Iran launches its first military satellite

Tehran, April 22 (efe-epa).- The Islamic Revolutionary Guards Corps in Iran said it had successfully launched its first military satellite into orbit on Wednesday to improve its defensive capacity amid growing tensions with the United States.

The launch took place from the Dasht-e Kavir desert in central Iran and the satellite reached an orbit of 425 km above the Earth’s surface, the Revolutionary Guard said in a statement on its website.

The Noor satellite, meaning light, used a Ghasad satellite carrier to launch it into space, both of which were locally made.

Commander-in-chief of the Revolutionary Guard Hossein Salami said: “We have made a leap in the field of expanding territory and strategic intelligence.”

“Today, we can see the world from space, and this means expanding the strategic intelligence of the powerful defence force of the Islamic Revolutionary Guard Corps.

“The deployment of this multi-purpose satellite in space, both in the field of information technology and intelligence battles, can produce strategic added value for us, and in intelligence warfare, it creates powerful grounds for us,” he added.

The commander in chief said that both the satellite and its carrier rocket were domestically manufactured given the country is under heavy US economic sanctions which have been in place for two years.

He said the important achievement proved that sanctions were “driving the development of new technologies to achieve great power at a regional level and, in the near future, at a global level.”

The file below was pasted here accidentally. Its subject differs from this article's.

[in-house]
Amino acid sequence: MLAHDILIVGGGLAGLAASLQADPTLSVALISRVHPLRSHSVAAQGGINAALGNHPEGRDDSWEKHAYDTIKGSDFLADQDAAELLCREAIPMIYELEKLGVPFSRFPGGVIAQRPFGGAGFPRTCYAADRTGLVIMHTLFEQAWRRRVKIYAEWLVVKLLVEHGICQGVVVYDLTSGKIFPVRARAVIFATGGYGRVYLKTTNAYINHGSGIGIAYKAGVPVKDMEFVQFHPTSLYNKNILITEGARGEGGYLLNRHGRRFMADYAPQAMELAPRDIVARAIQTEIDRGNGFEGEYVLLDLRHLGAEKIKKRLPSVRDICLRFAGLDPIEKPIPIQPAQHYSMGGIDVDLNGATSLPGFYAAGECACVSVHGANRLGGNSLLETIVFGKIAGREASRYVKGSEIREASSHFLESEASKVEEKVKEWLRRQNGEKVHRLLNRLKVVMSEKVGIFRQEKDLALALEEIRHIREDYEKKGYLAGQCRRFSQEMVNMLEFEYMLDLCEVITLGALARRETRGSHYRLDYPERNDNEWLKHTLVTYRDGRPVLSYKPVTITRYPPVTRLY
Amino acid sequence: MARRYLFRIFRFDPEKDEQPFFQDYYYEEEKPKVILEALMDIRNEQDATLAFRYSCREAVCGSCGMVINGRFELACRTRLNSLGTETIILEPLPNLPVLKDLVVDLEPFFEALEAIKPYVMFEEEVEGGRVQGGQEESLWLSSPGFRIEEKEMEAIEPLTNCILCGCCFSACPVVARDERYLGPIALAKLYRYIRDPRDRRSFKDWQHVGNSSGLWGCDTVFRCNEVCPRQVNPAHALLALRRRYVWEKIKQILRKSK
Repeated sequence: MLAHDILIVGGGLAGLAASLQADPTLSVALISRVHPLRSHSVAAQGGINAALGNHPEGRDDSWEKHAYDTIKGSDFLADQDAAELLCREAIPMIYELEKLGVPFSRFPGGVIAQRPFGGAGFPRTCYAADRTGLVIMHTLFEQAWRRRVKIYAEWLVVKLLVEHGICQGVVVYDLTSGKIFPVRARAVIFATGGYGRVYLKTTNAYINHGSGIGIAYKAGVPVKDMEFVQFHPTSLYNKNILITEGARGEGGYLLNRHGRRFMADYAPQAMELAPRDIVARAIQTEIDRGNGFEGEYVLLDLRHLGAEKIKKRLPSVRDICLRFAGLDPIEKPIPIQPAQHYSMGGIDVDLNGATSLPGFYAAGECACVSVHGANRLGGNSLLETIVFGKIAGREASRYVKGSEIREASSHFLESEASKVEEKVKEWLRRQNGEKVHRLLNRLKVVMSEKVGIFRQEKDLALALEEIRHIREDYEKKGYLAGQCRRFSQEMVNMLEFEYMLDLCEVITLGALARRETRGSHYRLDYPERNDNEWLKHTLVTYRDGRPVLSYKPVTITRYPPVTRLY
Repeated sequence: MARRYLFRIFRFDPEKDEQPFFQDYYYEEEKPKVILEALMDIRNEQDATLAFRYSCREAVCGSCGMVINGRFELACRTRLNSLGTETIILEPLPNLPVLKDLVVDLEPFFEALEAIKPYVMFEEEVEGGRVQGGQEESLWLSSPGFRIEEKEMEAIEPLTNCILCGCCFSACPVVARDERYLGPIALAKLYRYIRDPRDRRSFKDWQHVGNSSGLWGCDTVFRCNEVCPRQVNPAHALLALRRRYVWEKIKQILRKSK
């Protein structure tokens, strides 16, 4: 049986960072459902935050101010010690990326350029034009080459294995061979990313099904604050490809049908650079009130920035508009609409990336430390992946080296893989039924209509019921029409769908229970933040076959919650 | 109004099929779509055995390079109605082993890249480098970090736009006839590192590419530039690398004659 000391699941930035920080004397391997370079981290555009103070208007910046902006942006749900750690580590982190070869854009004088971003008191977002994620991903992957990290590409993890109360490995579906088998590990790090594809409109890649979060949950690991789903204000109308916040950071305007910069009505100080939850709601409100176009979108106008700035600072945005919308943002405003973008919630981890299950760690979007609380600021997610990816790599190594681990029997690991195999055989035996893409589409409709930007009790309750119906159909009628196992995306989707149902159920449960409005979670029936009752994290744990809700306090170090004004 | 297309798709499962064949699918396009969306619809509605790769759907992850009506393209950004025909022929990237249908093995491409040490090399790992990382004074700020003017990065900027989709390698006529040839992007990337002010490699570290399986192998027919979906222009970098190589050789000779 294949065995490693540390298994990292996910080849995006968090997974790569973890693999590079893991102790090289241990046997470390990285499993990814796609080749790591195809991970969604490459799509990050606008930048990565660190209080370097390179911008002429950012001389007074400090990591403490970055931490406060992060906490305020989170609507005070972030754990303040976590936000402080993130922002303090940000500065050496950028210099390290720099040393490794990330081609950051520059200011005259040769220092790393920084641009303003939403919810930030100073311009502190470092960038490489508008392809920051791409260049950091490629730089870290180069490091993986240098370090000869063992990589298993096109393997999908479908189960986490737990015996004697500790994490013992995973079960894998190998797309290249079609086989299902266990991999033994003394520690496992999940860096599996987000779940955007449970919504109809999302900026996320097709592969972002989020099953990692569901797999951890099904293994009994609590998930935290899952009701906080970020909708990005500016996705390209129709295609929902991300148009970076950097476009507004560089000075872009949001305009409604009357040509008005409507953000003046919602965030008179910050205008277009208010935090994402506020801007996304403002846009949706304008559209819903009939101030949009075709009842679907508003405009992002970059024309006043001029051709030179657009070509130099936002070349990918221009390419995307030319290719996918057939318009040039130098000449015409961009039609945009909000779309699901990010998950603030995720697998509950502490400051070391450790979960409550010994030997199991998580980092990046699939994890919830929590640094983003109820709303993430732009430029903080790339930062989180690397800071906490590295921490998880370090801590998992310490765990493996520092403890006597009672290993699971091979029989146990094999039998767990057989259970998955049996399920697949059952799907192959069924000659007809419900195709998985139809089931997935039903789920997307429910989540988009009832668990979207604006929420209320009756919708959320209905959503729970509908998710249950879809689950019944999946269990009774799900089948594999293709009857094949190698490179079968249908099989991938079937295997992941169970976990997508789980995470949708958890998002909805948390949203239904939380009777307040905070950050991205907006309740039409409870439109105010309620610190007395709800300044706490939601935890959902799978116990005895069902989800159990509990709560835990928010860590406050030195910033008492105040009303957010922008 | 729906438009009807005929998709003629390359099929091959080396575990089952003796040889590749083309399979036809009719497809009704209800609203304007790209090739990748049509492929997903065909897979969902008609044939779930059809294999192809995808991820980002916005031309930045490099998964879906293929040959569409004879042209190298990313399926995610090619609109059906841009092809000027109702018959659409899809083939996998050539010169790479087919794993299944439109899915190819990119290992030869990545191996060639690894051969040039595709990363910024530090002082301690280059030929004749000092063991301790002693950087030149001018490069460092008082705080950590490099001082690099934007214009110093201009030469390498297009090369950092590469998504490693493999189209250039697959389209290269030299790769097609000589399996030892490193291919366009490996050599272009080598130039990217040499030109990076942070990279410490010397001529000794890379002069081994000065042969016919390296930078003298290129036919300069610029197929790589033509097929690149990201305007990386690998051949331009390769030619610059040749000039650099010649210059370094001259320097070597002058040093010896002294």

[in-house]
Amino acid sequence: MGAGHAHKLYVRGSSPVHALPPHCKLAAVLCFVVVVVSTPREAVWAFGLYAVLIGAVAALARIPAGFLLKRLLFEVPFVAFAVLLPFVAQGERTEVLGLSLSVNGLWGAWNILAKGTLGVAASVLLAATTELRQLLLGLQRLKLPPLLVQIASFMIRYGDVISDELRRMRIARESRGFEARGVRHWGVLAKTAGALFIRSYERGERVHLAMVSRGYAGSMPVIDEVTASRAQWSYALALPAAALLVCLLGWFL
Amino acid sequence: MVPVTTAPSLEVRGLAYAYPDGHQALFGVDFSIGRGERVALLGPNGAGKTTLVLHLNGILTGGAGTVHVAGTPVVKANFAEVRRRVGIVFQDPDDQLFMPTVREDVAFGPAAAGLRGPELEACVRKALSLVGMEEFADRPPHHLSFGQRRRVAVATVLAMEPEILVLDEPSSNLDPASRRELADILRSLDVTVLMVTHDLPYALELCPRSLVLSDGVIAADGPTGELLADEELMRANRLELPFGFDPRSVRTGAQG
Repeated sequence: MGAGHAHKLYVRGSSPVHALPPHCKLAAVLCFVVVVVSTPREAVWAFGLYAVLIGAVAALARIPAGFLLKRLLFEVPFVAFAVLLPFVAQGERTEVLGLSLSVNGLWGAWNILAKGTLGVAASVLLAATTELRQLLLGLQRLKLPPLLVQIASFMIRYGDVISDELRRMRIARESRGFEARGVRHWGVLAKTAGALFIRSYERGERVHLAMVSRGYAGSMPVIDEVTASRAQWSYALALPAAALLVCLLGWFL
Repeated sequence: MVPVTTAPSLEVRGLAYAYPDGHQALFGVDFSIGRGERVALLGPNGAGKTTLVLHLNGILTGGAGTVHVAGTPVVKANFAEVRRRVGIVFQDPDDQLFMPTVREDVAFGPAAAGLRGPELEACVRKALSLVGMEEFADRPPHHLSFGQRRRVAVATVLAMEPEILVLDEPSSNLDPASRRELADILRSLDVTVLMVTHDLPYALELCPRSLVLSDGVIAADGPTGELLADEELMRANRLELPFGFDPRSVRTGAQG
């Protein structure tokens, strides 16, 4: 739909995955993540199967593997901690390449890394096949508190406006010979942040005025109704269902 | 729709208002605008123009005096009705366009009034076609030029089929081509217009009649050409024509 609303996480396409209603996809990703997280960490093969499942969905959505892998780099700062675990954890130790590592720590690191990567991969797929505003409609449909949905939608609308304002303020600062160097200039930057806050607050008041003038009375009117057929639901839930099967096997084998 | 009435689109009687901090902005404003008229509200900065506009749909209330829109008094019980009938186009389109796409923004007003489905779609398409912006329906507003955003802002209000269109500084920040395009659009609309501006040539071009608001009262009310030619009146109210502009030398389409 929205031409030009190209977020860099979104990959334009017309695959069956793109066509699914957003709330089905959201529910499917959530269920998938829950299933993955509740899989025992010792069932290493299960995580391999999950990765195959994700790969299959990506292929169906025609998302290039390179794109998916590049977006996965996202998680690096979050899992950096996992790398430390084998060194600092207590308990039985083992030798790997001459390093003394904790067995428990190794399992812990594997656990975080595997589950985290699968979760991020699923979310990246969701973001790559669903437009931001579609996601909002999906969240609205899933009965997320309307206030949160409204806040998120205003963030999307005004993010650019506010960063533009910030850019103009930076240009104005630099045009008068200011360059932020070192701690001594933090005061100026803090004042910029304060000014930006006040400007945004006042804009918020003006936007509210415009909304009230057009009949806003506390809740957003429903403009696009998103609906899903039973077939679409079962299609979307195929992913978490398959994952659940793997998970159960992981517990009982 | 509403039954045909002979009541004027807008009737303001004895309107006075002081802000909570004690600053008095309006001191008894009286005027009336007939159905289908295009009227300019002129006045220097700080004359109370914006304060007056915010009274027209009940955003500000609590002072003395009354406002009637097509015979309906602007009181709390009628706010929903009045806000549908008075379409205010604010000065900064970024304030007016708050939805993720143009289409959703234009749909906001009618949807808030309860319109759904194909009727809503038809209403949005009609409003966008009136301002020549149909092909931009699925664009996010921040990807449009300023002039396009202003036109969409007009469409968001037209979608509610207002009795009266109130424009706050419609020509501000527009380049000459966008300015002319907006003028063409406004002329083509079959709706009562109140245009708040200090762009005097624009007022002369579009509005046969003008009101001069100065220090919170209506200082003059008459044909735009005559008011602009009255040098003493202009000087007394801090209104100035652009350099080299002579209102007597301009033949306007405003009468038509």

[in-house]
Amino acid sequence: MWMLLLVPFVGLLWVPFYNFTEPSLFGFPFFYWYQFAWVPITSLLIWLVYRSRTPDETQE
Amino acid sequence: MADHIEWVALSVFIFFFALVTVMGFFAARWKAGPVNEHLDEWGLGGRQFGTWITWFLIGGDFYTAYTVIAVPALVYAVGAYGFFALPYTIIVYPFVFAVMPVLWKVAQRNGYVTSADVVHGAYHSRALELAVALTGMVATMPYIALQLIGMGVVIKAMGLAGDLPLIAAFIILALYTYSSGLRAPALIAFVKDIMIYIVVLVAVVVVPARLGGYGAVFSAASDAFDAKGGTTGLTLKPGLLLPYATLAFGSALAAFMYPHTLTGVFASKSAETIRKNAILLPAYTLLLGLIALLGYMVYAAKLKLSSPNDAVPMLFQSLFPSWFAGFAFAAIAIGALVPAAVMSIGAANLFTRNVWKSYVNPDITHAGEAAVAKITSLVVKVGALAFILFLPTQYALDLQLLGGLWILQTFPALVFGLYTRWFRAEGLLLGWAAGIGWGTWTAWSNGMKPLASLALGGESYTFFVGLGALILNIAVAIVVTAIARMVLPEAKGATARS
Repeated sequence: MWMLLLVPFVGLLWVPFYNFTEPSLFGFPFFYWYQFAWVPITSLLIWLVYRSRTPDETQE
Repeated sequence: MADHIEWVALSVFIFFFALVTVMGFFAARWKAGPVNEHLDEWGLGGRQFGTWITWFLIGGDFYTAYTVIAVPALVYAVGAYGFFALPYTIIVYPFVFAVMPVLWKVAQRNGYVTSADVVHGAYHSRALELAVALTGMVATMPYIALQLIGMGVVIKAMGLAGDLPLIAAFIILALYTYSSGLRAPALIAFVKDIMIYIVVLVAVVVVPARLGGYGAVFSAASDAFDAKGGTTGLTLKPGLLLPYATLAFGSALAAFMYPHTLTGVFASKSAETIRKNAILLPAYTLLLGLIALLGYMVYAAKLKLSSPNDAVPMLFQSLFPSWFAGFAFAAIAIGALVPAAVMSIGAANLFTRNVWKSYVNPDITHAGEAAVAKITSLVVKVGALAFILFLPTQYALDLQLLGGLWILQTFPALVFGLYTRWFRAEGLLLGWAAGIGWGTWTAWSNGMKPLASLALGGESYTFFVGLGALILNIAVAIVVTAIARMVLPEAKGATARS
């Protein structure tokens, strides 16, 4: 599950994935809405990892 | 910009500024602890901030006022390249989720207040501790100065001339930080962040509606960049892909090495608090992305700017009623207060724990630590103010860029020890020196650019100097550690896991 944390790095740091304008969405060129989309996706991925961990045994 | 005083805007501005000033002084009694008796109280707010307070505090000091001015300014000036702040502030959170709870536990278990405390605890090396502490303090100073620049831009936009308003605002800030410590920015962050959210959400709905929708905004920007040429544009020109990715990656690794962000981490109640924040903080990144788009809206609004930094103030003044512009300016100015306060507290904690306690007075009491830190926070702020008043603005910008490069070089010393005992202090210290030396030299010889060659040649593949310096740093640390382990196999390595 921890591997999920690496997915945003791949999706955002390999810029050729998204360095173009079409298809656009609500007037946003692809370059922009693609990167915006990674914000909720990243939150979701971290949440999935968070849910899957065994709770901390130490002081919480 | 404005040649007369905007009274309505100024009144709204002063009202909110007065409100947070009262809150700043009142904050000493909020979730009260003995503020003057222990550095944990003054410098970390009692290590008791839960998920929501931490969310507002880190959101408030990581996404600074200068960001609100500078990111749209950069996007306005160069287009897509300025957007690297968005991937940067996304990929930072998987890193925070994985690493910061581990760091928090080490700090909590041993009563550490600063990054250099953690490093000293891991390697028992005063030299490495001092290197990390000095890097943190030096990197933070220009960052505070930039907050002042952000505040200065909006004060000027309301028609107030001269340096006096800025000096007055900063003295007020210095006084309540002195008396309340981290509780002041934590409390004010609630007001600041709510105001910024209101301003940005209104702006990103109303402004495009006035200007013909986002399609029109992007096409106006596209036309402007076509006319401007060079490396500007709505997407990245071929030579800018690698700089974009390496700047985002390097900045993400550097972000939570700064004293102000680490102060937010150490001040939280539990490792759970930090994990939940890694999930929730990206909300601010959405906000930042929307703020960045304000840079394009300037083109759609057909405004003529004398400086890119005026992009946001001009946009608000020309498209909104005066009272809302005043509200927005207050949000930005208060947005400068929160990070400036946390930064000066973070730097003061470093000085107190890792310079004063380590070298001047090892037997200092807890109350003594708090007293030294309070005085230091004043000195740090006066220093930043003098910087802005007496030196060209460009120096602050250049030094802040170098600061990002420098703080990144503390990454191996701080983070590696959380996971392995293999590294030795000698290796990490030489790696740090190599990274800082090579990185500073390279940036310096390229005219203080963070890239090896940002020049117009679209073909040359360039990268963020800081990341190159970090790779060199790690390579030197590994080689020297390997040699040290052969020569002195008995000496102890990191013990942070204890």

The launch from the large salt desert in the middle of the Iranian plateau coincided with the 41st anniversary of the founding of the Revolutionary Guard which was created in 1979 by order of Ayatollah Khomeini, then-leader of the country after the overthrow of the monarchy.

Iran put Omid (Hope), its first domestically made satellite into orbit in 2009, and in the subsequent three years, it launched two more.

In 2017 Simorgh rocket was launched from the Imam Khomeini National Space Centre.

However, in January 2019 and last February, Iranian authorities failed to put two satellites into orbit as they did not reach sufficient speed during take-off.

The United States is highly critical of Iran’s space program as it believes that behind these attempts, the Islamic Republic is concealing a project to develop ballistic missiles capable of carrying nuclear warheads and travelling long distances.

Washington declared the Revolutionary Guard a terror group a year ago and the armed forces of both countries have had several incidents in the Persian Gulf.

The US assassinated Quasem Soleimani, a general of the Revolutionary Guard, in an airstrike on 3 January in Baghdad.EFE-EPA


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